The dispatching headquarters has certain responsibilities for its liaison teams. The commander and staff sections must know the identities of their liaison team. Frequently, subordinate units are tasked to provide liaison teams whose identities and qualifications are unknown to the headquarters relying on their abilities and information. This acquaintance process can be accomplished by a face-to-face meeting between the responsible headquarters personnel and the liaison team. During this meeting the liaison team should receive a briefing on its mission, the situation, and the unit to which it is being sent. In addition, the team should devote considerable attention to reporting procedures; providing secure, reliable communications and signal operating instructions. Radio is normally the quickest and easiest means of communication. However, give consideration to the fact that the opening and closing of liaison radio nets are positive intelligence indicators. Historically, these nets have proven to be a lucrative source of information for an enemy.


A firm procedure for the training of liaison personnel is difficult to establish--so much depends on the personality traits and military knowledge of the individuals. As a minimum, LNOs must be thoroughly grounded in their own unit's command and staff procedures, doctrine, organization, capabilities, and communications equipment and procedures. LNOs must have the same information on the allied headquarters to which they will go. They must also know the purpose of liaison, the liaison system in effect, reporting methods, records and documents they are to maintain, their mission, and how they should conduct themselves. Finally, the liaison party, section, or mission must train and exercise as a group. A liaison party that is thrown together at the last minute is less effective, and operations may not allow a suitable break-in period. Group training provides a backup capability for the liaison team, allowing it to function even if key personnel are lost and not readily replaced.


Ensure maximum effectiveness of liaison missions by selecting an officer who--

  • Has the confidence of the sending unit commander.
  • Is favorably known, either personally or by reputation, by the commander and staff of the receiving unit.
  • Has a sound and comprehensive knowledge of military operations.
  • Is tactful.
  • Has experience or training as an LNO.
  • Has the necessary language expertise (if required).


Prior to departure, the LNO should--

  • Become familiar with the situation of his own unit and that of the receiving unit.
  • Clearly understand the mission.
  • Ensure that arrangements for communications (signal and transport) are adequate.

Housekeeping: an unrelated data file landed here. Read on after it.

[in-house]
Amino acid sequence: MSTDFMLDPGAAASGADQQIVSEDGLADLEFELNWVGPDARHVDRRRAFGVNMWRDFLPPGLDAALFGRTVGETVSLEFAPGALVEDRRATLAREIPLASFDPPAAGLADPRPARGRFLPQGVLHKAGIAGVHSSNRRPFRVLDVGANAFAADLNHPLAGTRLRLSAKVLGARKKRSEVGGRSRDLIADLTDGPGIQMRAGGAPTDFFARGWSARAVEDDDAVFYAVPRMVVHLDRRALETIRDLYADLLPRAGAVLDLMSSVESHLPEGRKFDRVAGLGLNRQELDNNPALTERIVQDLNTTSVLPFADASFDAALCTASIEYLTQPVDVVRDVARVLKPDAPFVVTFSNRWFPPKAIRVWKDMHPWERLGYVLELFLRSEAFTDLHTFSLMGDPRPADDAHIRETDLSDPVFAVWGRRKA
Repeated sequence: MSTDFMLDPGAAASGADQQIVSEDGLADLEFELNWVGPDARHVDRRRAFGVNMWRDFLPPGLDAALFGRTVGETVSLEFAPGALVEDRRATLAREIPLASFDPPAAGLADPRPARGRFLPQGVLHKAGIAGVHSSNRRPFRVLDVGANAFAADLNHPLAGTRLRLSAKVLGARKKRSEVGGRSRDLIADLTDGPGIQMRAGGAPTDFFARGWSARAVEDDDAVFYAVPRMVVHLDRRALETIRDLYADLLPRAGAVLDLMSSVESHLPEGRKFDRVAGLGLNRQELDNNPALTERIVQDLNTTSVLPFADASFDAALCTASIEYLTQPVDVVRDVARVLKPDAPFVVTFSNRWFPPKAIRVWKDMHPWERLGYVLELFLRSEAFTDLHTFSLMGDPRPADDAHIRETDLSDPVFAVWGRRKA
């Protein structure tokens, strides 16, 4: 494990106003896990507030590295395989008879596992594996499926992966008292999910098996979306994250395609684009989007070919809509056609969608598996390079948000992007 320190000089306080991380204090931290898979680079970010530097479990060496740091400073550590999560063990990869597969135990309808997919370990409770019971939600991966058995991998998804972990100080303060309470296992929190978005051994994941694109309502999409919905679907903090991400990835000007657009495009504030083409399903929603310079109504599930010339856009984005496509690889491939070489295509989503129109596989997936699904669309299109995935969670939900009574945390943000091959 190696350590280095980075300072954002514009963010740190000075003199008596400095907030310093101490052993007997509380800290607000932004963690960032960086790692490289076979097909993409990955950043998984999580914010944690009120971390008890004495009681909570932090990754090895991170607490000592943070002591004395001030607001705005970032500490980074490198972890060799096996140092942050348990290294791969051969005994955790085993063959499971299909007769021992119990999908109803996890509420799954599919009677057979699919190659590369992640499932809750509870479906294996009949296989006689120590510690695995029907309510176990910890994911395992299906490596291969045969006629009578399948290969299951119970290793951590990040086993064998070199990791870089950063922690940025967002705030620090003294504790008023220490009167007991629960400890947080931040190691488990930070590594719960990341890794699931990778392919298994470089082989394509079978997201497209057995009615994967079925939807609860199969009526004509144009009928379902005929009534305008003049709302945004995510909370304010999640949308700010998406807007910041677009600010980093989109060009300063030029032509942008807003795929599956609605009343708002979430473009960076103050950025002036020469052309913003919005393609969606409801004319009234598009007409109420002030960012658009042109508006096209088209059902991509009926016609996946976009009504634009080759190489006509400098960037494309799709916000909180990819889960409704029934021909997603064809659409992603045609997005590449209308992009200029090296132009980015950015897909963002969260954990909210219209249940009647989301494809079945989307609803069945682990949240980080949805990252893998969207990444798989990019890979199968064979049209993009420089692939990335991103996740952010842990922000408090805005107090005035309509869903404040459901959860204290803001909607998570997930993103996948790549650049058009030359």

• Obtain credentials in writing unless obviously unnecessary.

Upon arrival at the receiving headquarters, the LNO should--

  • Report promptly to the commander, state his mission, and show any written directive or credentials.
  • Offer assistance to the commander, if appropriate.
  • Arrange to obtain information required by the mission.
  • Familiarize himself with the situation of the unit.
  • Establish communications with his parent headquarters.

During his liaison tour, the LNO should--

  • Further harmonious cooperation between the two headquarters.
  • Accomplish the mission without interfering with the operations of the headquarters.
  • Keep informed of the situation of his own unit and make any information available to the commander and staff of his receiving unit.
  • Keep an appropriate record of reports.
  • Report on those matters within the scope of his mission.
  • Advise the visited unit commander of the contents of reports to be sent to his own headquarters.
  • Report promptly to the parent headquarters if unable to accomplish the liaison mission.
  • Report departure to the visited unit commander on the completion of his mission.
  • Make note of personality traits and idiosyncrasies of key commanders and staff officers of the headquarters/units visited. Such information should remain CONFIDENTIAL.

On return to his own headquarters, the LNO should--

  • Report on his mission.
  • Promptly transmit any requests of the commander from whose headquarters he has just returned.
  • Report on key personalities and general operations of the headquarters from which he has just returned.

The sending headquarters should--

  • Give the LNO definite and detailed instructions, in writing if appropriate, as to the liaison mission.
  • Inform the LNO of the commander's plans, especially as they affect the unit to which he is to be sent.
  • Ensure that adequate facilities are available for communications between the LNO and the sending headquarters.
  • Brief the LNO in detail about the type of unit to which he is being sent and key personalities he will encounter.